From there, he went on to address the “Down Syndrome” comments, which he called “unforgivable.” “There used to be a word we would all say to mean stupid that we wouldn’t say any more,” the comedian explained. “You know the word I’m talking about? Stupidly I was about to say that word and I stopped and [wondered] what the right word was to say, and I said a different word that was equally [offensive]. I realized at that moment I said something unforgivable... The remark I made about people with Down syndrome is terrible.”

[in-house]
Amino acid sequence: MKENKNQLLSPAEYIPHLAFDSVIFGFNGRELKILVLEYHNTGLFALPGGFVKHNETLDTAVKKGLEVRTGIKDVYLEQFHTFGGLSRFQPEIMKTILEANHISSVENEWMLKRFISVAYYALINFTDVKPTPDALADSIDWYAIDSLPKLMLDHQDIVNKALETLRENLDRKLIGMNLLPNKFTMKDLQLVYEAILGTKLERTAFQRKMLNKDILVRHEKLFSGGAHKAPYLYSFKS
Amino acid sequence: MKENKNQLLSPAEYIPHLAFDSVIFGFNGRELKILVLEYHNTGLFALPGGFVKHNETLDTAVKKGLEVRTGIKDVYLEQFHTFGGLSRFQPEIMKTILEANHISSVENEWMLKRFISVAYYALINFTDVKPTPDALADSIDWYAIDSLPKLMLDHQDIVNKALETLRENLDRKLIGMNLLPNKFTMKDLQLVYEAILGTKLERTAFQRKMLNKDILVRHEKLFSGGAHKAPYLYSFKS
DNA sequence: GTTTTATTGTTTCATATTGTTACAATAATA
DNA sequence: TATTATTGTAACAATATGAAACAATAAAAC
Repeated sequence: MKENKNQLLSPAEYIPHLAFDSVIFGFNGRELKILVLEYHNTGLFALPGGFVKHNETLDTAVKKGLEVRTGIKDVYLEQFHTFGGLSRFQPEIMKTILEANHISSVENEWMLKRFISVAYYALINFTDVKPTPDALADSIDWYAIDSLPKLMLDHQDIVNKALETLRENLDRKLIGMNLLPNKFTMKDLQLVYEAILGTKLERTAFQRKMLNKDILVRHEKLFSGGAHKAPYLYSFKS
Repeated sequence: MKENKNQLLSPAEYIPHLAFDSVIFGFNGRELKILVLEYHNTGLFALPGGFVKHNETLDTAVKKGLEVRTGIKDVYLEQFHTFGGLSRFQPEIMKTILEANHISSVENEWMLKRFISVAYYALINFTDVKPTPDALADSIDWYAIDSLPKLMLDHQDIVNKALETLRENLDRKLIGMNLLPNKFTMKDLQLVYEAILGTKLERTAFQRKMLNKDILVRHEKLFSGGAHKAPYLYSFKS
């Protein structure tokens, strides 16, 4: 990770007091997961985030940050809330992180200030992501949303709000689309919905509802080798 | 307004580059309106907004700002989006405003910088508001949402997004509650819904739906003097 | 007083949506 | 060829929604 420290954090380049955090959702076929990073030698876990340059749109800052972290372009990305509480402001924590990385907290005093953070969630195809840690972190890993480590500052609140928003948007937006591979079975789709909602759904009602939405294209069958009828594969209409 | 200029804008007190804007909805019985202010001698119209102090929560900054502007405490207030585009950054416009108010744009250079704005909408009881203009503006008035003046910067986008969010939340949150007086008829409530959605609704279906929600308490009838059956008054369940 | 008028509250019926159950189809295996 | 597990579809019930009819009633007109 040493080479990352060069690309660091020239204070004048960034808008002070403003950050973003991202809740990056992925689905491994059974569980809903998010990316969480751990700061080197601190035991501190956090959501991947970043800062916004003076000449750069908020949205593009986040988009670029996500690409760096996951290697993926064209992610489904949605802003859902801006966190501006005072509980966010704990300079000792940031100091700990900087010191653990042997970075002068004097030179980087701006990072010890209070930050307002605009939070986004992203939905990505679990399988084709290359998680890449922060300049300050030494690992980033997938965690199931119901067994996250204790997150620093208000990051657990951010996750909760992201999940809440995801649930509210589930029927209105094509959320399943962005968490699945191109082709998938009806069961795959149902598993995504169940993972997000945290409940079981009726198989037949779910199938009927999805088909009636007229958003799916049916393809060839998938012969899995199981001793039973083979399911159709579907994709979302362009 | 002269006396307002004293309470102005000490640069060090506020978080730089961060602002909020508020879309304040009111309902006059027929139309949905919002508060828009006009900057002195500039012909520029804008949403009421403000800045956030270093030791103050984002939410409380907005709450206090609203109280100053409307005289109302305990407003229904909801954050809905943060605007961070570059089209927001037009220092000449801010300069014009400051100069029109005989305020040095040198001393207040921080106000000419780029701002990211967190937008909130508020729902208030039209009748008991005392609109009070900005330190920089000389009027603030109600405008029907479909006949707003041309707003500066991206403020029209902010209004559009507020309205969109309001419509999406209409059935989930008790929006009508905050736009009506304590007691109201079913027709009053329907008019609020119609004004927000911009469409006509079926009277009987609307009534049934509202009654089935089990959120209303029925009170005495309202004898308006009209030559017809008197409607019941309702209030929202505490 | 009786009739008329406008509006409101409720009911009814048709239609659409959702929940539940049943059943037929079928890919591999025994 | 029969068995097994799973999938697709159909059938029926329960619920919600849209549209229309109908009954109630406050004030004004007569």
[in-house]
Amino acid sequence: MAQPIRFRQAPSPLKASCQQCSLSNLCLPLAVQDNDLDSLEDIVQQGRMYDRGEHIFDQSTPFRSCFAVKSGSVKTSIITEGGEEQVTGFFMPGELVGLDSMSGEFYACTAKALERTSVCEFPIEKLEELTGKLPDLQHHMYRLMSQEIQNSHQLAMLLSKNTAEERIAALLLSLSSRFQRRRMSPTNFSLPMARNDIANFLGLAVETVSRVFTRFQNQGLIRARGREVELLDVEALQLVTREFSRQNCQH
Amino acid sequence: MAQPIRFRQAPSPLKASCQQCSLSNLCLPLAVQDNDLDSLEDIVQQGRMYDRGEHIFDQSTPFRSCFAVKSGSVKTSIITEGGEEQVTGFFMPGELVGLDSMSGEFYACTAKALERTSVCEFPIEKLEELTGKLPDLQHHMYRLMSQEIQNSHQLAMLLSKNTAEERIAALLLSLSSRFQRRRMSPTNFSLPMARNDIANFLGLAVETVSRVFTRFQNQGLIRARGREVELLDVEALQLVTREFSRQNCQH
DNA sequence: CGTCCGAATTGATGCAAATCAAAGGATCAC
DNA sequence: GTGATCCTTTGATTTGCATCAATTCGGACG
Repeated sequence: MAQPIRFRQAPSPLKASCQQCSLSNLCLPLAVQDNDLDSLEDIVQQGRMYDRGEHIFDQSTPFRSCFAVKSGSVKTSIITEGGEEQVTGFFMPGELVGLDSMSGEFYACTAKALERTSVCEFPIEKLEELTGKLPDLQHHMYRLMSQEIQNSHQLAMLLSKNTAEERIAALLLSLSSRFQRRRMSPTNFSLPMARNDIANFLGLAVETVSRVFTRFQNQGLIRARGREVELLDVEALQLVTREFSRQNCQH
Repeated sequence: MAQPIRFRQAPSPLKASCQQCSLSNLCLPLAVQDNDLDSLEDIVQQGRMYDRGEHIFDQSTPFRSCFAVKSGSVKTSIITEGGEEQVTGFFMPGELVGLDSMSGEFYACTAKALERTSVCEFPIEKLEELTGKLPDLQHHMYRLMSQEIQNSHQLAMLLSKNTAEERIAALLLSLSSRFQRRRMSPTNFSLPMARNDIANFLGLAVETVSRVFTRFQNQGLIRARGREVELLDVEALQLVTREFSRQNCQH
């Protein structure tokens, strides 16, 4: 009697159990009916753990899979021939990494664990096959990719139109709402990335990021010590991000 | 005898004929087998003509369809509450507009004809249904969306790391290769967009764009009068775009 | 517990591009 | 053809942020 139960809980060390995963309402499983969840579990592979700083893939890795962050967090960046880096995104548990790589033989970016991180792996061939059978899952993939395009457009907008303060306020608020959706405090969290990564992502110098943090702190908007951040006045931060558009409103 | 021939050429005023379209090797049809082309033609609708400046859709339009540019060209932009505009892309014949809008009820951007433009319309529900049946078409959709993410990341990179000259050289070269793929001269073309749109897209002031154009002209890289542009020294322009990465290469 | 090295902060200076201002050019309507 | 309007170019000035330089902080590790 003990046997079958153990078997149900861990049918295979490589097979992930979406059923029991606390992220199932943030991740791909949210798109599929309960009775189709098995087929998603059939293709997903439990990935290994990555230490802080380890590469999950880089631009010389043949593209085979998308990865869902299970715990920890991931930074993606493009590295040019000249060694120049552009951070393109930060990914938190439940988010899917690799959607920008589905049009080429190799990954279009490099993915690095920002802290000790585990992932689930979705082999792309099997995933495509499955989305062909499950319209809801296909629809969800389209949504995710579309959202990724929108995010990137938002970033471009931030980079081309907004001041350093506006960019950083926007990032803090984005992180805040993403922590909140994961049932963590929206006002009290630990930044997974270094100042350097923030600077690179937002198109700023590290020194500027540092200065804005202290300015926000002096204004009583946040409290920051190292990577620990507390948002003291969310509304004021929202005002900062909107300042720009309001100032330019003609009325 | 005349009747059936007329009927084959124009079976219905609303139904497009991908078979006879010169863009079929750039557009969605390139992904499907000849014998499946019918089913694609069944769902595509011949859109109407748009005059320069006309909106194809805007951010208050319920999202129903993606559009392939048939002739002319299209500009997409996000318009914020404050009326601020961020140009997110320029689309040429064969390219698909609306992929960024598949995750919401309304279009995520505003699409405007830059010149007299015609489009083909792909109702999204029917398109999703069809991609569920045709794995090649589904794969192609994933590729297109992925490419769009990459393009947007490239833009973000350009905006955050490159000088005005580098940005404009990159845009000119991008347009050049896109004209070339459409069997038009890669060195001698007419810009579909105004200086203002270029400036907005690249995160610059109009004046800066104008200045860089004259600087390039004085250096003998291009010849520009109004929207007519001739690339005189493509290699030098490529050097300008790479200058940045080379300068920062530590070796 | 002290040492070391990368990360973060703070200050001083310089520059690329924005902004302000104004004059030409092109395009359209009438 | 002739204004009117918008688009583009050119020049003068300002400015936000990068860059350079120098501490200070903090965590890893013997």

All in all, it was a more thoughtful, reasoned statement from somebody who is frankly probably not used to having to worry about such things during interviews, given his normal topics of discussion, and probably engendered some positive conversations. Ironically, all this came just a week or so after a moving New York Times Magazine profile of the comic in which he opens up about having difficulty changing with the times, and learning lessons from his son about the value in not trying to dig in your heels and get all reactionary about sensitive political topics you may not fully understand. “It’s always bad when you have to apologize for the apology,” he said during that View appearance, finally reminding everyone of the comedian they found so charming in the first place.